We were asked to be at the dive shop at 8:30 each day for a 9:00 start and found that the boats would leave as soon after 8:30 as everyone was aboard; we were back from the two-tank morning dive about 12:30 each day. Dive House operates four or five boats from small six-packs with dual outboards to much larger, 24-passenger diesel inboards. During the week we were assigned to three different ones and found them all to be reasonably comfortable for diving with sturdy dive ladders, areas of shade and even heads on all but the smallest. Weights were handed out each day onboard, they even had 2-pounders available. Cold bottles of water and some sodas and juices were provided but no between-dive fruit or snacks. After the first day we brought our own snacks, wonderful muffins from a great place just outside of town called the Rock ‘n’ Java.

Cozumel is known for moderate, alongshore currents; after all, we go there for the drift diving. It’s also been known, on occasional, for very strong and unpredictable down currents. This was out seventh trip to the island but the first time we’ve experienced these. On some sites the currents were so strong and unpredictable as to be undiveable. One group was pulled from a safety stop at 15 feet down to 80 feet in a matter of seconds. Some of these currents are irresistible and take you where they want, often down, rather than where you might want to go. They also stir up so much sand that the vis sometimes drops to mere feet and all the critters hide in the reefs. We experienced these currents on all but two of our ten dives, frustrating photographers and discouraging some less experienced divers. We were only able to make it to one of our favorite sites, Palancar Caves, after two attempts.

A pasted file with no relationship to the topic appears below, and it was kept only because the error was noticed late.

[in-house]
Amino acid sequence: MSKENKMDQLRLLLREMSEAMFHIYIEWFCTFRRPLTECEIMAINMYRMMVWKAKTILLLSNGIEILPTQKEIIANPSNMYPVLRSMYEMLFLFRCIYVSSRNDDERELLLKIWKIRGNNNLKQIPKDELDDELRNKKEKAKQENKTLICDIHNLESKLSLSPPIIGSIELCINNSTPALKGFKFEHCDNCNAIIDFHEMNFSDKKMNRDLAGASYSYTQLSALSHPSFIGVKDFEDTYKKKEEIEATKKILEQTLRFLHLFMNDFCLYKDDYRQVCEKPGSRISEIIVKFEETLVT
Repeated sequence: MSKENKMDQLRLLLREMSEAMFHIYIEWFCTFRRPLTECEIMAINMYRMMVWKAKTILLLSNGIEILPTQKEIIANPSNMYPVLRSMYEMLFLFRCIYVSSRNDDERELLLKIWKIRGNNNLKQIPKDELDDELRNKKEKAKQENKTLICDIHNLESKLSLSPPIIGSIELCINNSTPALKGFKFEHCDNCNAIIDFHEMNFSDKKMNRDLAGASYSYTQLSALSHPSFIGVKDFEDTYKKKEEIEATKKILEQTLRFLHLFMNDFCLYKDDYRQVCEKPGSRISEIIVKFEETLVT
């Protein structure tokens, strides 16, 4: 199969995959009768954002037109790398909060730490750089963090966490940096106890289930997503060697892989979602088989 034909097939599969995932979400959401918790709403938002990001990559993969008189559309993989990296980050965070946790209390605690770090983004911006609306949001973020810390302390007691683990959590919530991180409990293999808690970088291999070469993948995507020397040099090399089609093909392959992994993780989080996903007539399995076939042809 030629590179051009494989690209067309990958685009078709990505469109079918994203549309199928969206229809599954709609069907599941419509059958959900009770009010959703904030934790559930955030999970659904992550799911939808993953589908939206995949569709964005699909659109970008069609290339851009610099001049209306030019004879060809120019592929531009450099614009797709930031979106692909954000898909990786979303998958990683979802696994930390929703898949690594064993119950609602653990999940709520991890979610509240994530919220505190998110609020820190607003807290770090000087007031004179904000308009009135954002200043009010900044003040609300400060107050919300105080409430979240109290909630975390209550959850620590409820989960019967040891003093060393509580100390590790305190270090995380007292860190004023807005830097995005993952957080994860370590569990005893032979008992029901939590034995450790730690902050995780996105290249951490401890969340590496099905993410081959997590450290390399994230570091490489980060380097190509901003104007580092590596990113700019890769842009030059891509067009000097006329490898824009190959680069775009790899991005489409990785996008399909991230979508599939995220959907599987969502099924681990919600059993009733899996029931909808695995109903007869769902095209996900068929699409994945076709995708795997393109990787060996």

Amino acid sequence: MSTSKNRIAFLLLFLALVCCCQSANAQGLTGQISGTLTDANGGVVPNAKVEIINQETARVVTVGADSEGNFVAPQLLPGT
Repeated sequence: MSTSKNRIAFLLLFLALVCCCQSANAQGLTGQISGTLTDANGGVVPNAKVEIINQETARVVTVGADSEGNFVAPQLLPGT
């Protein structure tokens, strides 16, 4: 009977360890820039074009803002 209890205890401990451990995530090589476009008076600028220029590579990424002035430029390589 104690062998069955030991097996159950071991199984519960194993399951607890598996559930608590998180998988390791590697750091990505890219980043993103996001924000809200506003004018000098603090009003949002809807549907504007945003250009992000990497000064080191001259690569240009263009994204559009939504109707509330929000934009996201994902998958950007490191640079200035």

Each dive briefing consisted mainly of safety procedures as they related to currents. The divemaster entered first and we joined him or her at the surface, descended together and stayed together as much as possible. As soon as anyone reached 700 psi the divemaster raised a safety sausage on a line and we ascended to our safety stop pretty much as a group, remaining near the sausage so the boat could find us all. With the heavy breathing we were sometimes doing our dives lasted no more than 30 to 40 minutes, even the shallow ones.